Report by Neil Robinson 01/07/03
Michael Vaughan’s first opportunity to captain England on his home ground in the fourth match of the NatWest ODI Series was ruined by the weather. After a generally fine and dry June, the start of July was heralded by a band of heavy rain which settled across the centre of England causing some of the wettest conditions in several months.
In the 24 hours up to the start of play, some parts of Yorkshire received more than a month’s worth of rain. First thing in the morning, a damp and dreary Headingley looked like receiving more of the same. In the end the game lasted a total of 16.3 overs, during which England struggled to 81 for 4, and the only surprise about that was that they had got on the field at all. England having thus been denied an opportunity to capitalise upon their fine performance against South Africa, Zimbabwe will probably be the happier of the two teams with the share of three points, not least because more rain is forecast over the next two days. England must now hope it clears before their day-night clash with South Africa at Old Trafford on Thursday.
With rain having fallen more or less none stop for 36 hours, only the most optimistic types were predicting any chance of play. But, remarkably, the rain did abate for a while in the morning. The groundstaff scurried about efficiently, the umpires did their sums and all seemed set for a 1.15pm start and a 43 overs per side contest. England, with a fit again Michael Vaughan resuming in place of Robert Key, opted to go in with an all seam attack and chose Worcestershire’s Kabir Ali for a debut in place of Ashley Giles. Zimbabwe’s thinking was along similar lines, not surprising at Headingley on a day like this, and they omitted spinner Ray Price in favour of Gary Brent. But with only 15 minutes to go, the rain came down once more, this time looking like it might stick around for good.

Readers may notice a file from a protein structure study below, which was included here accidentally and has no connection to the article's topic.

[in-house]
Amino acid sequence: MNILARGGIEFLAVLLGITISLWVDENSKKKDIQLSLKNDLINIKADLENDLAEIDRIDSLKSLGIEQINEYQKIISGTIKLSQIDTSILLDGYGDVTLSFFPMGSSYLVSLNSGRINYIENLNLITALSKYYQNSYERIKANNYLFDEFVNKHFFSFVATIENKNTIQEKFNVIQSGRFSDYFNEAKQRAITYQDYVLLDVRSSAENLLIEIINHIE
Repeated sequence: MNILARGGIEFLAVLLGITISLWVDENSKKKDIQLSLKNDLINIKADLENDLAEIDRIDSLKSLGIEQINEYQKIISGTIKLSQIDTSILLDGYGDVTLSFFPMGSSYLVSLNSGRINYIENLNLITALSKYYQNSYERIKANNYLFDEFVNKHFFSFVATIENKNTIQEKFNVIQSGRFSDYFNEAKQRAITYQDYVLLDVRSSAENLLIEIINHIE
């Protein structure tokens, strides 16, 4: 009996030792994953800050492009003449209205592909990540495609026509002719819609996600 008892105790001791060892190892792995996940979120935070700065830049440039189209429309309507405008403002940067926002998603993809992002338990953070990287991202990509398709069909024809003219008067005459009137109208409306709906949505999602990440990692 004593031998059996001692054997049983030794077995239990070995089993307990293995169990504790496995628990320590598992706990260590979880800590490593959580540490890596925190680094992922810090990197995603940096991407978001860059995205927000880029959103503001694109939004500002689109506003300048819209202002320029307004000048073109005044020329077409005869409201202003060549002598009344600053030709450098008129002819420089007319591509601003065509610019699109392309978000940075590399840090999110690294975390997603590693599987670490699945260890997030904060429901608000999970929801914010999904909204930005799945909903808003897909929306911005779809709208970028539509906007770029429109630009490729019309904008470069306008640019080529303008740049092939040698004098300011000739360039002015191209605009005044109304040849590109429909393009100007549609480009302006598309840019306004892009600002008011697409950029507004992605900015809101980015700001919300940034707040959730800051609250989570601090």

It was typical of the weather in this part of the world that it should tantalise us all with the promise of some cricket, only to dash all hopes at the last moment. The minimum number of overs permitted for a proper contest was 25 per side, the latest possible moment for beginning a contest of this length was 3.50pm. Sure enough, the rain ceased once more just in time for the game to begin under those conditions. But the players took the field at last knowing full well that any interruption would automatically mean the game’s abandonment. Zimbabwe put England in and quickly reduced them to 32 for 4 with the ball zipping and popping all over the place. It was the classic Headingley batsman’s nightmare. But, playing with good sense and impressive skill, and refusing to go off in the poor light and drizzle, local boys Vaughan and McGrath took the score on to 81 before the rain returned in earnest. It was a bitter end to a frustrating day.
If the poor weather continues and disrupts the game at Old Trafford on Thursday, England will face an uphill battle to qualify for the final of this series. Either way, the pressure on them in each remaining match is now all the greater. Their spirits, still high, may have been dimmed a little this morning by the news that a scan on Andrew Caddick’s back, which has flared up again during his absence with a foot injury, has revealed a prolapsed disc which will rule him out for the rest of the summer. As he was already thought to be less than keen about touring this coming winter, this latest setback could well mean that we have seen the last of the big Somerset man at Test level. His career was surely in its twilight stage, but this would be a sad way for it to end.
England 81 for 4 from 16.3 overs (Vaughan 35*, Streak 2 for 13)
Match abandoned, 3 points each